As we come closer to the opening of the new Muppet Movie, here are some musings on the Muppets.
The two franchises I love most are Star Wars and The Muppets. A friend pointed out the other day that there’s probably a lot more to the Star Wars Universe than The Muppets. He has a good point. The only video game I know of for the Muppets is Muppet Party Cruise, whereas Star Wars has a plethora. The Knights of the Old Republic series is a whole world unto itself. In addition, both Star Trek and Star Wars have countless novels expanding the storyline and the universe, exploring minor characters, expanding on behind the scenes incidents, and developing whole rules and organizations that only exist in a collected and agreed upon imagination.
The Muppets, however, is a different organism. The characters are able to be placed within alternate situations and universes. Consider the Muppet movies alone: The Muppet Movie, Great Muppet Caper, Muppets Take Manhattan, Muppet Christmas Carol, Muppet Treasure Island, and Muppets From Space. The Muppet Movie and Muppets Take Manhattan both create origin stories for the Muppets success. In the Muppets Take Manhattan they even apparently have a college education. In The Great Muppet Caper, they are set in a completely separate world of mayhem, mystery, and adventure, until various characters break the fourth wall. Thus, The Great Muppet Caper could be an extension of the Muppet Movie where their break into the movie business is documented. Both Muppet Christmas Carol and Muppet Treasure Island are a form of ‘Story Time With The Muppers.” Thus, by extension a continuation of the Muppet movie career as established in the first movie. Muppets From Space has entertaining moments, but is truly a shadow of what the Muppets really are, and is not worth much analysis. If they are going to try to explain Gonzo at all, the writers and producer and director don’t get the Muppets. Maybe I don’t really get the Muppets as I am over-analyzing their universe and need to break the fourth wall and acknowledge my own ridiculousness. Wokka. Wokka. Wokka.
The Muppets, coming out next Wednesday, seems to be a continuation of the Muppets as band of actors universe. It is a reboot of sorts that continues the storyline of The Muppet Show. Whether the filmmakers acknowledge The Muppets Tonight, the short-lived variety program of the 1990’s, is another question.
Therefore, there are several potential universes within the Muppetverse: 1. The Muppets are actors from The Muppet Show who have gone on to do the various movies. 2. The Muppets are able to cross dimensions and place themselves in alternate universes, or movie-verses – and thus are able to sustain the paradox set-up in the Muppets Take Manhattan if taken as a literal origin story, complete with success on Broadway, which we have not seen in our own universe. 3. The Muppets were created by a set of brilliant puppeteers and became a post-modern/Brachtian franchise that succeeded due to being hilarious, fun, family-friendly, and cuddly. 4. The Muppets are just plain awesome.
If you consider anything produced by Jim Henson and the Jim Henson company before the sale of The muppets franchise to Disney, there are many potential expanded universes just from the non-Muppet television shows and films produced.
Here’s a list:
The Muppet Babies – This is not considered the same because it is an animated cartoon, and not live puppets. Also, I only vaguely remember any details from this show. My memory mainly involves the babysitter’s striped stockings, and finding her lack of anything but legs strange.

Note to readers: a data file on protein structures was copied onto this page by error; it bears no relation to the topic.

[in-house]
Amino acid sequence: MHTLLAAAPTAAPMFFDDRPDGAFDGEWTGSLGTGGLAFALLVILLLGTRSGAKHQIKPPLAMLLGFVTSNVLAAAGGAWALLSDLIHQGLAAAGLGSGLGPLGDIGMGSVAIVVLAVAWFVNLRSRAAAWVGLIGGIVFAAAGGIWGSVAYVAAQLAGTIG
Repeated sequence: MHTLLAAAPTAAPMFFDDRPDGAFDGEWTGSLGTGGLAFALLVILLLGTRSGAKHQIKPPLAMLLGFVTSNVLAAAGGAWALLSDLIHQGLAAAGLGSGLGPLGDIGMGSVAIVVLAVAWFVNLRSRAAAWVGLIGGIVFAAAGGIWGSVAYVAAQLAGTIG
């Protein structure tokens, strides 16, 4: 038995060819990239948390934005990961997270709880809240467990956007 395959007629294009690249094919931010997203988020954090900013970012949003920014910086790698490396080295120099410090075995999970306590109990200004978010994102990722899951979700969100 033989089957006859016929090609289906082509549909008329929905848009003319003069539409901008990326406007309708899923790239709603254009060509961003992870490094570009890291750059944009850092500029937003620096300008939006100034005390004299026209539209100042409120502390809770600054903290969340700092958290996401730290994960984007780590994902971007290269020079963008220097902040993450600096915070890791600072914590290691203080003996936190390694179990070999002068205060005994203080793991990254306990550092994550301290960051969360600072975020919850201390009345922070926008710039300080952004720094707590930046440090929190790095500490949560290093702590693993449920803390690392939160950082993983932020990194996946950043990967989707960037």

Fraggle Rock – Down here in Fraggle Rock, it’s a close cousino The Muppets, but a little bit further out than Sesame Street. It’s a fun, warm fuzzy world with lots of crazy puppets, and pretty good music.
Labyrinth – David Bowie.
On one hand, this movie is completely ridiculous and shouldn’t work, but that’s kind of what David Bowie was like in the eighties, which is why, with their powers combined, this movie really works. It’s a fun fantasy adventure, with a cute blue worm, a young Jennifer Connelly, and lots of awesome puppets.
The Dark Crystal – An incredibly dark, but technically amazing film made completely with puppets. Not a very good story, but definitely an artistic achievement.
The Story Teller – First season is a fun, sometimes a little dark, retelling of fairy tales from around the world. Second season is a dark, depressing retelling of dark, depressing Greek Myths. Skip the second season, and watch the first season on Netflix. It’s awesome – especially the griffin from The Luck Child.
Also, the first season has ____ as the host, and Brian Henson puppeteering his awesome, adorable, and imaginative dog. Dogs make a lot of things better.
Sesame Street – The closest cousin to the Muppets, and yes, Big Bird, and Telly, and Elmo, and Grover, and the whole gang are actually Muppets. However, they are a different group altogether, even with the small bit of crossover. Sesame Street is a universe unto itself, with expanded universes already, such as Elmo’s World, which may be a psycho ward with a goldfish and crayons. White walls, imaginary friends, talking to himself? Or maybe I’m bitter about Elmo’s World because when I watch an episode of Sesame Street, I want to see the show for the full hour, not for forty minutes and then give up the last twenty minutes to a single character. Elmo is adorable, and a character with good merits on his own, but twenty minutes is a long time to spend with one character.
So, in the following days leading up to the release of the Muppets, I’m going to put together potential ideas for novels in a Muppets Expanded Universe. If you have any suggestions or critiques, share them in the comments section.
And, finally, I want to leave you with one of my favorite Muppet skits from the original show: